Muslim Feminism: On Finding Meaning in the Struggle by Jennifer Zobair
I threw Catholics under the bus at a book reading.
I didn’t mean to and, as a former Catholic, I felt awful about it. I was promoting my novel, Painted Hands, about dynamic, successful Muslim women in Boston. During the Q&A, someone asked why I’d converted to Islam. Pressed for time, I explained that I’d tried hard to be a Catholic feminist, referenced the fact that there was no Original Sin imputed to Eve in Islam, and admitted I’d struggled with the Trinity and welcomed a religion where Jesus was revered but not divine.
Afterwards, I fretted about the comparisons. “That was bad, wasn’t it?” I asked my husband. “Maybe,” he said gently, “stop at the fact that there are feminist interpretations of Islam. Maybe don’t say anything about other religions.”
When you’ve left one religion for another, the implication is that you did find something better. But my rushed, blithe response glossed over the very real struggles I’ve had as a woman in Islam. I’d tried hard to be a Catholic feminist, I told that crowd, but what I didn’t say was this: I have also worked hard to be a Muslim feminist.
Those efforts began as soon as I decided to marry a Muslim man and convert. When my engagement gifts included books on Islamic morals and manners glorifying traditional gender roles, it was easy for me to dismiss them as cultural or antiquated. It was not so easy to dismiss interpretations of Surah 4:34 of the Qur’an.
This verse is commonly, and recklessly, known as the “beating verse.” To deal with serious martial disorder, this verse advises a husband to admonish his wife, then to refuse to share her bed, and finally to “daraba” her. Though daraba has dozens of meanings in Arabic, it is often translated in this context as “to beat.”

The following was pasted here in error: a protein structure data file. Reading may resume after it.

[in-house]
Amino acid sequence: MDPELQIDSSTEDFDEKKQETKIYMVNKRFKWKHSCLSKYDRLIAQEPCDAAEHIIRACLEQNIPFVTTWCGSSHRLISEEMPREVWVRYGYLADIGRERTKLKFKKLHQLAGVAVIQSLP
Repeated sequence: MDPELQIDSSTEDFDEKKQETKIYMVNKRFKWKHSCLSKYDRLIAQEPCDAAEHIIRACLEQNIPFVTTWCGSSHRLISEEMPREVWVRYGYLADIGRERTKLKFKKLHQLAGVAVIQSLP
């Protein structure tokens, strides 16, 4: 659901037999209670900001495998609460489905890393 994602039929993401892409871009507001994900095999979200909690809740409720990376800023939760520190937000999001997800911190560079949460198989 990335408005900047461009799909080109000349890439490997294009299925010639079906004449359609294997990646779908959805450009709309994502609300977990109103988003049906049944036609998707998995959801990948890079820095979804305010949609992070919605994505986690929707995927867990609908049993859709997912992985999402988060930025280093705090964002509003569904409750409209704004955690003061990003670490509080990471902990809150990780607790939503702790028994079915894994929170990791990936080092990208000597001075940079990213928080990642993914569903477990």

Troubled, I consulted a respected imam. He justified this translation by saying that “in some parts of the world, women are like children.” I was horrified. Where in the world are women like children? Who thinks children should be beaten? And what kind of religious leader traffics in such beliefs?
To be a woman in Islam, I soon discovered, was another exercise in separating the words of men from the nature of the Divine.
It took some effort to reconcile Surah 4:34. A well-meaning woman at a halaqa explained that the hitting should be a light tap. I nodded but was far from reassured. I looked to Muslim feminist scholars and discovered that daraba could mean to “condemn” or “set an example.” I found Laleh Bakhtiar’s version of the Qur’an in which she translates daraba as “to go away from.” While my spirit soared, the (male) head of a Muslim organization said that we will not suffer such “pro-woman” interpretations.
I’ve had other struggles with Islam, including gender separating, which is meant to control sexual attraction outside of marriage, but which often ensures that mosques are male spaces and religious decision-makers are men.
Though the Qur’an is silent on the matter, most scholars insist that women cannot lead men in prayer. Even when a woman is fully covered, scholars argue, men cannot control themselves when a woman bends during prayer. Never mind that when a woman bends, the men should be bending, too, and therefore looking at the floor.